Downfall of Brendan Behan
REVIEWING Behan's "Confessions . . ." OTaolain said: "Somebody . . . may record his last nine years, largely unfruitful, mainly frightening." This has here been done by Mrs. Jeffs who helped Behan tape-record that and other honks when he was no longer able to think with a pen in his hand.
Should she have written Brendan Behan: Man and Showman (Hutchinson 35s.)? I'm not at all sure; though she has done it well, Some of her inaccuracies, due to ignorance of Gaelic, irritate. and she doesn't know Dublin well if she thinks it possible to die of old age in the Rotunda.
But apart from these minor errors the hook was probably inevitable and could have been worse.
She rightly marks as the first step on his dreadful downward path the day when he had to choose between renouncing his I.R.A. membership or his faith and made the wrong choice with his heartbroken "Never, never no more." Lesser factors in his dissolution were his grandmother's lessons in tippling and the latent streak of sadism that made him turn with foulmouthed and often public viciousness on people illequipped to retaliate or defend themselves.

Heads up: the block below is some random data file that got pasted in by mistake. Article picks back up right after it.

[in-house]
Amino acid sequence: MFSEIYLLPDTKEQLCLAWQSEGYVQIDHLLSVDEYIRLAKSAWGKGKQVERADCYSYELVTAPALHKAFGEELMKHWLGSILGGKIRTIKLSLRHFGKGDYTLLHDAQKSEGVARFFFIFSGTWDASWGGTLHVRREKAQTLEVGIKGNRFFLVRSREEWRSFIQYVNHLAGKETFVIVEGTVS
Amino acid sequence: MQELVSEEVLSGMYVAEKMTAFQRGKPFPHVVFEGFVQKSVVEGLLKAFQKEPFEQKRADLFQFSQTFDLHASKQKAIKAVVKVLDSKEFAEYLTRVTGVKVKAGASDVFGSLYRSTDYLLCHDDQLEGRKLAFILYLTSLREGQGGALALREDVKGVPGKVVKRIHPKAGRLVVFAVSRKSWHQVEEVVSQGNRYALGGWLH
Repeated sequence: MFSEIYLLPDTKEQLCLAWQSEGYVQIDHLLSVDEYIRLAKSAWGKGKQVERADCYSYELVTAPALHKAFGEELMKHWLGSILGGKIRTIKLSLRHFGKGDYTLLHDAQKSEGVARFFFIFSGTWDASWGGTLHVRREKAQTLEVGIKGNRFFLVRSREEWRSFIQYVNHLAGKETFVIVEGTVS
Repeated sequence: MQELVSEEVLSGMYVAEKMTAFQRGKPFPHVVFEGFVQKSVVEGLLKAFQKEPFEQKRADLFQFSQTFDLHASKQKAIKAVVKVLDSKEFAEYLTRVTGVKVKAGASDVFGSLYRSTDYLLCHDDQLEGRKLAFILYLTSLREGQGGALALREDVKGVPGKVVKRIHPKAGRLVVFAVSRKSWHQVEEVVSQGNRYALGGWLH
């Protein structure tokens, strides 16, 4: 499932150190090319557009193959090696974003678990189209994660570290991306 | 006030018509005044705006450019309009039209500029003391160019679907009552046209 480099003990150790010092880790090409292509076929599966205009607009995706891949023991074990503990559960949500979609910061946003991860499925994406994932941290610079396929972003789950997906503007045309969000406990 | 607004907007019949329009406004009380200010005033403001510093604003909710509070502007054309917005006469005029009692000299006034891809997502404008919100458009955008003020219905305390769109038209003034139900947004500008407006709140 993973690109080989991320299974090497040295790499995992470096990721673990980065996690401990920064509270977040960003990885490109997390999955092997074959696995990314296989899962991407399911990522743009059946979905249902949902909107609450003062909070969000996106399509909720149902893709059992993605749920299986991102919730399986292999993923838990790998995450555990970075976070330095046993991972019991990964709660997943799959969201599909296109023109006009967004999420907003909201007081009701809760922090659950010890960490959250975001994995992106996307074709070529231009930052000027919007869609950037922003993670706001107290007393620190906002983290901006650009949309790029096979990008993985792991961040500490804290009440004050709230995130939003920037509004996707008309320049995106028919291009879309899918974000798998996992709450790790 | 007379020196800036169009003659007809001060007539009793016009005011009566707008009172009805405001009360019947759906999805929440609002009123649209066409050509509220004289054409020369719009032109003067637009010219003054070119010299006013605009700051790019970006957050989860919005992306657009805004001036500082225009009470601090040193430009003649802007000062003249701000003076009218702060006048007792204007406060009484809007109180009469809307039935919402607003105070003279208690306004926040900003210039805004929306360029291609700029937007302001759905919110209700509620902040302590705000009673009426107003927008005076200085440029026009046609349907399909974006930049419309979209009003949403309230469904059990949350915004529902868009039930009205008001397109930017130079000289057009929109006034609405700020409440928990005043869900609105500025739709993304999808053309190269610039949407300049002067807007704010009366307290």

All this and the horrible physical disintegration Mrs. Jeffs saw and mourns, but the man who wrote "Borstal Boy" was a great and pity-full man even though he so determinedly accomplished his own early and pitiful end. This book will not give much comfort to his parents, his widow and his little daughter but. if it had to he written, better by someone who was truly a friend than by a Phd-chasing outsider.